The U.S. Energy Information Administration (EIA) said 151 Bcf was withdrawn from natural gas inventories for the week ending Jan. 27, coming in on the high side of estimates ahead of the weekly report. Taken alone, this bullish withdrawal may have given bulls the ammunition needed to sustain momentum.
However, the EIA data included a revision from the previous week’s report, which reflected slightly higher levels of storage. The revision in the Midwest region caused the stocks for the week ending Jan. 20 to change to 2,734 Bcf from 2,729 Bcf, according to EIA. This reflected a net draw of 86 Bcf, rather than the 91 Bcf pull originally reported.
Market observers on Enelyst, an online energy chat, took the revision to the prior week’s Midwest stock levels in stride, noting it better aligned with their view of supply.
As for this week’s report, the EIA’s 151 Bcf was on the higher end of a Reuters survey of 14 analysts, which ranged from 133 Bcf to 155 Bcf. That survey produced a median decline in stocks of 142 Bcf. Bloomberg’s survey of eight analysts had a tighter range that produced a median draw of 145 Bcf. A Wall Street Journal poll averaged a 144 Bcf pull. NGI modeled a 141 Bcf draw.
For comparison, the EIA recorded a 261 Bcf withdrawal for the similar week last year, and the five-year average draw stands at 181 Bcf.
Enelyst managing director Het Shah viewed the latest storage report as being 2.6 Bcf/d loose when adjusted for weather. Looking ahead, he expects additional tightness in the next EIA report given the production losses this week.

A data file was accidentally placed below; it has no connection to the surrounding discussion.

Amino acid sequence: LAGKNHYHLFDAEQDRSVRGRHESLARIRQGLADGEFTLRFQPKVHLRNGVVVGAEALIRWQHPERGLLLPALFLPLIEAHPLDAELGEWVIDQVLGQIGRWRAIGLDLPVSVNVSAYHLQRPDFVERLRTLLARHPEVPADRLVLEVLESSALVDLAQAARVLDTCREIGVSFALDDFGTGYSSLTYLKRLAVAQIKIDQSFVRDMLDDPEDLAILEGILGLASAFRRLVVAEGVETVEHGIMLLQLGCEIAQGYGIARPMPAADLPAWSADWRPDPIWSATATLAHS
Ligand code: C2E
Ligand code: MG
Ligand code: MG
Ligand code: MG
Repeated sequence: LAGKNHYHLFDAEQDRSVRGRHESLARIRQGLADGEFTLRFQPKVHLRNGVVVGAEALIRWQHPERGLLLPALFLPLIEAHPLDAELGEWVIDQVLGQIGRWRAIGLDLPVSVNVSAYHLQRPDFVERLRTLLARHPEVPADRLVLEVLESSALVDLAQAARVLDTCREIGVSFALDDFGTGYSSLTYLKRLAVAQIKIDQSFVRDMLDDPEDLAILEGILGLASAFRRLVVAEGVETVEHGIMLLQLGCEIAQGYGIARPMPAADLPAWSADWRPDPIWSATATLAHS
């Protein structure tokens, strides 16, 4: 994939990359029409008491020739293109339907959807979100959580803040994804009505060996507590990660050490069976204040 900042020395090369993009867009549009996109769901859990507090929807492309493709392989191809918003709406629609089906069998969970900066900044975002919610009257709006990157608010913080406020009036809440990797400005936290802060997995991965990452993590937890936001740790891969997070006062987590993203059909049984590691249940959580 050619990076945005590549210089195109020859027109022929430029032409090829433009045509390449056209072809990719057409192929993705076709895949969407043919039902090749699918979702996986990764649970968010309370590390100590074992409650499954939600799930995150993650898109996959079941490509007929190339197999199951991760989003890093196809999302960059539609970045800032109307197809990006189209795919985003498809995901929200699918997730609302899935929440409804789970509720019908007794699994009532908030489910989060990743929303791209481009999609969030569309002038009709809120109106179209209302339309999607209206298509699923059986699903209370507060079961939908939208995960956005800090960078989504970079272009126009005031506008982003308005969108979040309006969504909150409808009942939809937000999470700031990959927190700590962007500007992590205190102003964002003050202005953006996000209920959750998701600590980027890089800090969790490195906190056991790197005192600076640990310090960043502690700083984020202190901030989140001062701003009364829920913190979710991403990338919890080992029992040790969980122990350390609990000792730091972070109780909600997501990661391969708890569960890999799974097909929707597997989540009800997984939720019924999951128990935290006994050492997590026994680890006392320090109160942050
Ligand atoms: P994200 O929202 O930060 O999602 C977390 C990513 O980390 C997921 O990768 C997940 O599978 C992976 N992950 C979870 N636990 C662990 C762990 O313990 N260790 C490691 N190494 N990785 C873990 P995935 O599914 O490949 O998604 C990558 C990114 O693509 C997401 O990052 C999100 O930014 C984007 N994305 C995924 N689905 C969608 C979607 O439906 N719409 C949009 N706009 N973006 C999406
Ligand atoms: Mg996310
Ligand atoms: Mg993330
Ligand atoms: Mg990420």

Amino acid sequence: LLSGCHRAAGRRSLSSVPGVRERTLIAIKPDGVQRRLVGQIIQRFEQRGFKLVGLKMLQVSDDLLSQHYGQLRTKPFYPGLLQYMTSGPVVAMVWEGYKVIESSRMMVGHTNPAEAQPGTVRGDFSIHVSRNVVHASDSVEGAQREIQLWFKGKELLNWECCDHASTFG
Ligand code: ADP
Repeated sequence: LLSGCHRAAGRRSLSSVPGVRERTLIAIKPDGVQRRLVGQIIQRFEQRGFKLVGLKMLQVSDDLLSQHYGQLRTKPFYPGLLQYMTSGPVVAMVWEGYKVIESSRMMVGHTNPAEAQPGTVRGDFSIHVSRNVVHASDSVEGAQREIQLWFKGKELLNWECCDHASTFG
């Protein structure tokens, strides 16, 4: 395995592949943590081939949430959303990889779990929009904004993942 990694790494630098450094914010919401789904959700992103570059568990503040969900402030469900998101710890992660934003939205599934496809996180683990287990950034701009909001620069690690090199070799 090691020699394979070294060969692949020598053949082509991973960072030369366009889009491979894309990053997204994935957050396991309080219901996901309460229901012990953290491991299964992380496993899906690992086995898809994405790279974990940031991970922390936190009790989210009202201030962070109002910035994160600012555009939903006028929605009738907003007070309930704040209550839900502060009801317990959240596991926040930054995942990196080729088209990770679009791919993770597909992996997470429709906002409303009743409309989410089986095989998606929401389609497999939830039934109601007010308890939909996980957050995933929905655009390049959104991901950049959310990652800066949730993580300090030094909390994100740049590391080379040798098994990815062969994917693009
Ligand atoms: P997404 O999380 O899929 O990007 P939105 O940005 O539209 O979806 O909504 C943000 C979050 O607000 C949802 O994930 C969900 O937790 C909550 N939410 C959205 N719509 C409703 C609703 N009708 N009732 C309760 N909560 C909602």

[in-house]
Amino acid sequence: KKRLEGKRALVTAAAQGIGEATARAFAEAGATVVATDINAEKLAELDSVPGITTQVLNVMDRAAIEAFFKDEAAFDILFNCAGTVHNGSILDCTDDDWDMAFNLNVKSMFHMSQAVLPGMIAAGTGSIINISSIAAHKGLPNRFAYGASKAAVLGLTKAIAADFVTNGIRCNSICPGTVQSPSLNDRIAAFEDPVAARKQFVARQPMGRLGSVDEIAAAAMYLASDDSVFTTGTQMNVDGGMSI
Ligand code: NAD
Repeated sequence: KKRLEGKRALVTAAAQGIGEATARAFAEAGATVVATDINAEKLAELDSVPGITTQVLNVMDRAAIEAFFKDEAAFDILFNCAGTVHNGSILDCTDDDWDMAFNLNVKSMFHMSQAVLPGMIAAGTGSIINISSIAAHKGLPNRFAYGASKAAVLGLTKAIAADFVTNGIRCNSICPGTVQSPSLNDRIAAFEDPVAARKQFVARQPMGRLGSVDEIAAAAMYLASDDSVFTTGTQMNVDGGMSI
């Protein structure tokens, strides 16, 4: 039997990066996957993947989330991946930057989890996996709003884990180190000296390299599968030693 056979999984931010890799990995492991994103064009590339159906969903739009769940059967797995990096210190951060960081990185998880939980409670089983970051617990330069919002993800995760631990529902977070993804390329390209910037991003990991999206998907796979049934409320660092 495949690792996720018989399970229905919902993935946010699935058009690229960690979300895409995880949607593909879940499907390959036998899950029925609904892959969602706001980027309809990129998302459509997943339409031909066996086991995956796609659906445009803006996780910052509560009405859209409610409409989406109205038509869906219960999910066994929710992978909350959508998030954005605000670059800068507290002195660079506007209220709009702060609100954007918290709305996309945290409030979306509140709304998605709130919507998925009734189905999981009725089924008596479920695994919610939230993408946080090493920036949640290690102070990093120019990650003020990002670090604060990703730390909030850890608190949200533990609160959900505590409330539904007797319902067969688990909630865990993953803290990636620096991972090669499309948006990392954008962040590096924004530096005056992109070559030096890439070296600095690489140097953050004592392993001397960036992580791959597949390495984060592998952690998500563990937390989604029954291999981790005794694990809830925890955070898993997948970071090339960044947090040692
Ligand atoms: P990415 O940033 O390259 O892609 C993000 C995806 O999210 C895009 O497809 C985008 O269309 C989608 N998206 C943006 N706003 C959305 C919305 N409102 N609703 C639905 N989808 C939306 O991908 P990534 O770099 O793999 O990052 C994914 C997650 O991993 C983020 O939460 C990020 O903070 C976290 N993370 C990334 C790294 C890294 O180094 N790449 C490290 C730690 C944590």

The return of operations at the Freeport liquefied natural gas terminal could lend to further tightening, according to Shah. The LNG export facility was cleared by federal regulators on Wednesday to begin commissioning, including cooldown, of the LNG rundown piping system and Train 3. Other approvals paved the way for additional steps to be taken ahead of restart.
That said, with only weeks remaining in the peak of winter, Freeport’s return may do little to meaningfully impact prices.
“We don’t need to just be less loose, we need to get tighter…and fast,” said an Enelyst participant.
Broken down by region, the Midwest led with a 46 Bcf decline in stocks, while the East followed with a 44 Bcf drop, EIA said. South Central inventories slid by 42 Bcf, which included a 29 Bcf pull from nonsalt facilities and a 13 Bcf pull from salts. The Pacific withdrew 10 Bcf, and the Mountain withdrew 8 Bcf.
Total working gas in storage as of Jan. 27 stood at 2,583 Bcf, which is 222 Bcf above year-earlier levels and 163 Bcf above the five-year average, according to EIA.
As for what may lie ahead on the weather front, that remains to be seen. NatGasWeather said the midday Global Forecast System (GFS) model held a colder trend in the overnight run and then added a few more heating degree days (HDD), particularly for the Feb. 8-15 period.
This also means the latest GFS data is nearly 20 HDDs colder than the latest European model.
Meanwhile, there’s still strong national demand through Saturday as a frigid reinforcing cold shot sweeps across the Great Lakes and Northeast the next few days, NatGasWeather noted. There also are chilly temperatures over Texas, where freezing rain continues and where more than 400,000 customers are currently without power.
“But like all instances so far this winter, a frosty U.S. pattern is only able to last five to six days before a much warmer pattern is quick to follow, just like what’s coming for next week,” NatGasWeather said.